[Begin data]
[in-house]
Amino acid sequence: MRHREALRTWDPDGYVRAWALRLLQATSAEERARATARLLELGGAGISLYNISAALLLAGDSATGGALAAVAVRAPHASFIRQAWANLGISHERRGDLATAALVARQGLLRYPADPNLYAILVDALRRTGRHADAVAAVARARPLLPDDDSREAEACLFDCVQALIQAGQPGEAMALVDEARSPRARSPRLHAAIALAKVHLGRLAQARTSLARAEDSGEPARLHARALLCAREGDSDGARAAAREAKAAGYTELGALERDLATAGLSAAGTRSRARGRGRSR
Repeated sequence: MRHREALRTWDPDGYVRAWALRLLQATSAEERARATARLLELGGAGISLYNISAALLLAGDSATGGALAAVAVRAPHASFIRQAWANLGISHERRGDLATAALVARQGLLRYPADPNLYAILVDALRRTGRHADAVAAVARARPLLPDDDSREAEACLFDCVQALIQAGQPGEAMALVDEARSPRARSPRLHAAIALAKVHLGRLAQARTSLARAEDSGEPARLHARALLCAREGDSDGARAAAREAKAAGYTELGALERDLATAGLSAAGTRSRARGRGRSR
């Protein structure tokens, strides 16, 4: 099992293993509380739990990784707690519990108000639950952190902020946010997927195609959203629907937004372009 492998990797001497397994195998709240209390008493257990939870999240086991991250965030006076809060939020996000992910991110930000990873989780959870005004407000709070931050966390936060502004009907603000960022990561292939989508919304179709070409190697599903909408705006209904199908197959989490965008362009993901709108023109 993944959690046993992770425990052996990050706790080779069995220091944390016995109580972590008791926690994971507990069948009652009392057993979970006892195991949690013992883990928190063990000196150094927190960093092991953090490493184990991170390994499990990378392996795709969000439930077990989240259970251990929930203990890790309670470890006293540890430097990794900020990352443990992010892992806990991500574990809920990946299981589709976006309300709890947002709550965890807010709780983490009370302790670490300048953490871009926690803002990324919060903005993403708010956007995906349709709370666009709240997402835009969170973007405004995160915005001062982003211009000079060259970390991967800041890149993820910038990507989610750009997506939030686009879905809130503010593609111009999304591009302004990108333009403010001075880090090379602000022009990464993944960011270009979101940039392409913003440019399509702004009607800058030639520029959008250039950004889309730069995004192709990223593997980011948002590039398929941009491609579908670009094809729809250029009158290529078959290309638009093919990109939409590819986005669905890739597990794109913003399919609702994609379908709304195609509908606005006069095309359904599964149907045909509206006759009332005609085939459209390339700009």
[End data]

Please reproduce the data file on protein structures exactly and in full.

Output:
[in-house]
Amino acid sequence: MRHREALRTWDPDGYVRAWALRLLQATSAEERARATARLLELGGAGISLYNISAALLLAGDSATGGALAAVAVRAPHASFIRQAWANLGISHERRGDLATAALVARQGLLRYPADPNLYAILVDALRRTGRHADAVAAVARARPLLPDDDSREAEACLFDCVQALIQAGQPGEAMALVDEARSPRARSPRLHAAIALAKVHLGRLAQARTSLARAEDSGEPARLHARALLCAREGDSDGARAAAREAKAAGYTELGALERDLATAGLSAAGTRSRARGRGRSR
Repeated sequence: MRHREALRTWDPDGYVRAWALRLLQATSAEERARATARLLELGGAGISLYNISAALLLAGDSATGGALAAVAVRAPHASFIRQAWANLGISHERRGDLATAALVARQGLLRYPADPNLYAILVDALRRTGRHADAVAAVARARPLLPDDDSREAEACLFDCVQALIQAGQPGEAMALVDEARSPRARSPRLHAAIALAKVHLGRLAQARTSLARAEDSGEPARLHARALLCAREGDSDGARAAAREAKAAGYTELGALERDLATAGLSAAGTRSRARGRGRSR
């Protein structure tokens, strides 16, 4: 099992293993509380739990990784707690519990108000639950952190902020946010997927195609959203629907937004372009 492998990797001497397994195998709240209390008493257990939870999240086991991250965030006076809060939020996000992910991110930000990873989780959870005004407000709070931050966390936060502004009907603000960022990561292939989508919304179709070409190697599903909408705006209904199908197959989490965008362009993901709108023109 993944959690046993992770425990052996990050706790080779069995220091944390016995109580972590008791926690994971507990069948009652009392057993979970006892195991949690013992883990928190063990000196150094927190960093092991953090490493184990991170390994499990990378392996795709969000439930077990989240259970251990929930203990890790309670470890006293540890430097990794900020990352443990992010892992806990991500574990809920990946299981589709976006309300709890947002709550965890807010709780983490009370302790670490300048953490871009926690803002990324919060903005993403708010956007995906349709709370666009709240997402835009969170973007405004995160915005001062982003211009000079060259970390991967800041890149993820910038990507989610750009997506939030686009879905809130503010593609111009999304591009302004990108333009403010001075880090090379602000022009990464993944960011270009979101940039392409913003440019399509702004009607800058030639520029959008250039950004889309730069995004192709990223593997980011948002590039398929941009491609579908670009094809729809250029009158290529078959290309638009093919990109939409590819986005669905890739597990794109913003399919609702994609379908709304195609509908606005006069095309359904599964149907045909509206006759009332005609085939459209390339700009």